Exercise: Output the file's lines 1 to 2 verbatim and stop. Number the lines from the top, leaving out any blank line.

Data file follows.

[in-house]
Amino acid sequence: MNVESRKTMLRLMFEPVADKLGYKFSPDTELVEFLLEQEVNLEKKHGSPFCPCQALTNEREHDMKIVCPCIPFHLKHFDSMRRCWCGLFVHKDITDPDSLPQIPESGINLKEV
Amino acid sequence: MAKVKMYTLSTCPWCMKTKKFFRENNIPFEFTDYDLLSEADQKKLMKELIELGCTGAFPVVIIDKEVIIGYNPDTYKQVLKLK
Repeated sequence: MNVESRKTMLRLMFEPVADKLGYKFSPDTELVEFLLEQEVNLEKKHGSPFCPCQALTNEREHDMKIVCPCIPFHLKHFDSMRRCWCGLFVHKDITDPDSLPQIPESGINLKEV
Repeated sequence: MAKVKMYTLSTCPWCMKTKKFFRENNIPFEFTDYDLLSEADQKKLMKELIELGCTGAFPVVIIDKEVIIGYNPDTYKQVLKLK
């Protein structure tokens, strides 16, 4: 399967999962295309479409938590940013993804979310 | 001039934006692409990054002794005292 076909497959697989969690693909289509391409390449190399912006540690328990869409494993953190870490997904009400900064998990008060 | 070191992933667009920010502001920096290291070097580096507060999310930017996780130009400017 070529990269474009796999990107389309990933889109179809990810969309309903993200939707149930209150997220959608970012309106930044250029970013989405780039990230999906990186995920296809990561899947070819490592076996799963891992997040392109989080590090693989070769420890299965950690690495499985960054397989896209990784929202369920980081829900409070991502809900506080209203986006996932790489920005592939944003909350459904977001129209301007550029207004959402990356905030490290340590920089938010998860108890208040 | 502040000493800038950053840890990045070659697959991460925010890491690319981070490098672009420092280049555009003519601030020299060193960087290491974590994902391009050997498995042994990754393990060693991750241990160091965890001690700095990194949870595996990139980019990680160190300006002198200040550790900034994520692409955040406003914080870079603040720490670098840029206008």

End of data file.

[in-house]
Amino acid sequence: MNVESRKTMLRLMFEPVADKLGYKFSPDTELVEFLLEQEVNLEKKHGSPFCPCQALTNEREHDMKIVCPCIPFHLKHFDSMRRCWCGLFVHKDITDPDSLPQIPESGINLKEV